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Education Blog 2016-09-14

These have come out as investors’ favourite areas in education sector

E-learning is one of the areas being preferred by investors looking at the education sector. Which are the others? Find out here.

By Associate Editor
These have come out as investors’ favourite areas in education sector

The Indian education sector is seeing growth like never before. The schooling segment is anticipated to be around US$ 144 billion by 2020. In 2014, with 29.63 million students and approximately 48,116 colleges and institutions, India’s higher education segment is the largest in the world. It is expected to increase to US$ 37.8 billion by 2020.

Growing in addition to this is the EdTech sector. India has become the second largest market for e-learning after the US. The sector is currently pegged at US$ 2-3 billion, and is expected to touch US$ 40 billion by 2017, according to data by the IBEF.

It’s also a sector that has seen startups coming up in large numbers as well as investors funding these startups. But a few specific areas dominated by Edtech have seen aggressive investments in the past one year. Let’s take a look at these:

Competitive Exam/ Test Preparation

With the Indian government taking initiatives to increase the number of higher education institutions, the market for competitive exam preparation is also growing. More than 15 million students prepare for competitive exams (IIT JEE, CAT, Banking, etc) every year. However, there is a shift being seen from the traditional methods of test preparation to the technological methods of the same. Investors are seeing this shift and are all out funding such startups.

Byju’s, a test preparation startup, raised $70 million in March 2016 and very recently raise another $50 million recently from Chan Zuckerberg. In May 2016, free learning platform Unacademy.in raised a $500,000 seed round of funding led by Blume Ventures. Google India Head Rajan Anandan, CommonFloor Co-founder Sumit Jain, Taxi4Sure Co-founder Aprameya Radhakrishna, former Flipkart senior executive Sujeet Kumar, redBus Co-founder Phanindra Sama are some of the angel investors who participated in this round.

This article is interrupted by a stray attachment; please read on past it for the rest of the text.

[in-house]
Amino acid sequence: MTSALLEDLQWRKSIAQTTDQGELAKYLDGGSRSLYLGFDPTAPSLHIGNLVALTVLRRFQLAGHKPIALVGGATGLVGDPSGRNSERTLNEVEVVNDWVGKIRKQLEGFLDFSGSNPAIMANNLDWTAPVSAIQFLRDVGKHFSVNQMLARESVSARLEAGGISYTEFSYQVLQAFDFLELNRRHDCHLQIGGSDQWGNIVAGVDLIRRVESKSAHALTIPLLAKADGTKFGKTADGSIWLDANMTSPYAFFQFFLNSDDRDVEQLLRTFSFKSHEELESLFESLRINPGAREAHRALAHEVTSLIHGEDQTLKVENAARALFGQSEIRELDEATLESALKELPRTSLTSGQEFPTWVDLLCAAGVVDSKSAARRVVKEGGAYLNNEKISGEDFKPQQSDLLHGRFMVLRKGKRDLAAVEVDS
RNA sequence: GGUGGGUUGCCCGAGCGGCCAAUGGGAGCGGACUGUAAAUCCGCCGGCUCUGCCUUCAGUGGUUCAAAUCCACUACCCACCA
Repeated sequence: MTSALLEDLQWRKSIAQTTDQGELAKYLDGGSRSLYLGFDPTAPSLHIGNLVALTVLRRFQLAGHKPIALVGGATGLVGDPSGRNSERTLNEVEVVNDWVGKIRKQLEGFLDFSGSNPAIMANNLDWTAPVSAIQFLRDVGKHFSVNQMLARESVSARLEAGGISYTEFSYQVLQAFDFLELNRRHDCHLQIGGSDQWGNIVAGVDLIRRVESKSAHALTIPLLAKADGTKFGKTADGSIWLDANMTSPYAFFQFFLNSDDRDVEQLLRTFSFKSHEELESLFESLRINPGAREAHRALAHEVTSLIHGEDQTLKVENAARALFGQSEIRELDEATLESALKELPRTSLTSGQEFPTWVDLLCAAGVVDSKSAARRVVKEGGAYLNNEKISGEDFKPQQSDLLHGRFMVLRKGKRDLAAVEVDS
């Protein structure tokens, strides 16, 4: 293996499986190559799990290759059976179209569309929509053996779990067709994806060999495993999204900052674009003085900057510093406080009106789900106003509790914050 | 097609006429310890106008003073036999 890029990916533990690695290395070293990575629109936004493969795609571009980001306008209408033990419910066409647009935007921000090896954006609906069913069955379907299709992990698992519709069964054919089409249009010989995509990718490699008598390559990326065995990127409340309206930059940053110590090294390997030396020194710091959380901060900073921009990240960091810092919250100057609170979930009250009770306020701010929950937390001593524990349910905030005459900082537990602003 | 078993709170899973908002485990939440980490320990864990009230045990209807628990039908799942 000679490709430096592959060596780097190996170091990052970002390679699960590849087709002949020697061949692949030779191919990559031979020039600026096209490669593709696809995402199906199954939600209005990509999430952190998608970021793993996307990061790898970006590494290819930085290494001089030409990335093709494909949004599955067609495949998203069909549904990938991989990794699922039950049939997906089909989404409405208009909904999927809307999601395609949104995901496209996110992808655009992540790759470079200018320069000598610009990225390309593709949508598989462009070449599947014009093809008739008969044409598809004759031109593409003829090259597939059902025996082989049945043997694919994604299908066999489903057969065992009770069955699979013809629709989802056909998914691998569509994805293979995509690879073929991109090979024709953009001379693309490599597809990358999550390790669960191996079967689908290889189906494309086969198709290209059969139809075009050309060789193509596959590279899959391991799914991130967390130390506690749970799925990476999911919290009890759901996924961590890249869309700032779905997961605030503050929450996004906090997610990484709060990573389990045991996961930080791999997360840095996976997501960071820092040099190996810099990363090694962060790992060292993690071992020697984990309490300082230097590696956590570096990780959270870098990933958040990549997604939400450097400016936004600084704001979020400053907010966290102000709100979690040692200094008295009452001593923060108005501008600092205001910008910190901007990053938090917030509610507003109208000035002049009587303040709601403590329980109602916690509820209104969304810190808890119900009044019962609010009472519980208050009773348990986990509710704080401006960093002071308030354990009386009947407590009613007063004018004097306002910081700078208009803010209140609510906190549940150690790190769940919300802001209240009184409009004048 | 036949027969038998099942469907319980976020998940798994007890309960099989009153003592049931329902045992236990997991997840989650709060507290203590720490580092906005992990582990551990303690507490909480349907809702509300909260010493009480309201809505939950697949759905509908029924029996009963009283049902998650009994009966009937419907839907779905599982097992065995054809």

Vocational education

Thanks to Narendra Modi government’s Skill India programme, vocational education in India is also on a high. Firms like Simplilearn and Edupristine have impressed the investors in this sector, seeing huge fundings. Simplilearn recently raised $3 million from InnoVen Capital, taking the EdTech firm’s funding to over $30 million in the past one and a half years.

EduPristine too raised $10 million in its second round of funding in May 2016 by private equity firm Kaizen Management Advisors and US-based education company DeVry Inc.

E-Learning

As mentioned above, India has become the second largest market for e-learning after the US. The sector is currently pegged at US$ 2-3 billion, and is expected to touch US$ 40 billion by 2017. In March 2016, e-learning startup Flipclass raised $1 million from S. Chand & Co. Pvt. Ltd, a publisher of textbooks and provider of online educational content, and venture firm Blume Ventures. EdTech startup Prozo too raised $205,000 from investors including Nalin Jain, president and CEO of GE’s transportation businesses; Shomil Pant, head strategy at Wockhardt Pharmaceuticals; Dinesh Kundu; an unnamed McKinsey & Co director and other angel investors.

Some words from investors

Educationbiz spoke to some investors to find out what impresses them and what not. Avinash Mehra, Portfolio Manager, Acumen Fund, says, “We’re ready to invest in EdTech startups but the problem lies in the fact that many startups approaching us have only technology and no education.”

Monica Mehta, Director Investments, Omidyar Ventures, says, “We do not prefer ‘me too’ businesses. Many a times we have startups approaching us who themselves are not clear on their goals.” “A new enterprise aspires profitability. The time we give to an early investor is 5-8 years depending on how fast it grows but we are in a hurry to see whether it is able to make profit or not. We check on the high selling overheads and getting the unit economics in place,” she adds.

Gaurav Mehra, Partner, Kaizen PE, says, “We usually do not enter government startups in education as they can be lumpy. They require large funding orders and involve delayed payments though a certain level of government intervention is required when you come down the pyramid.”

All these things kept in mind, if you are planning to start your venture in the education sector of India, you know where to look at.

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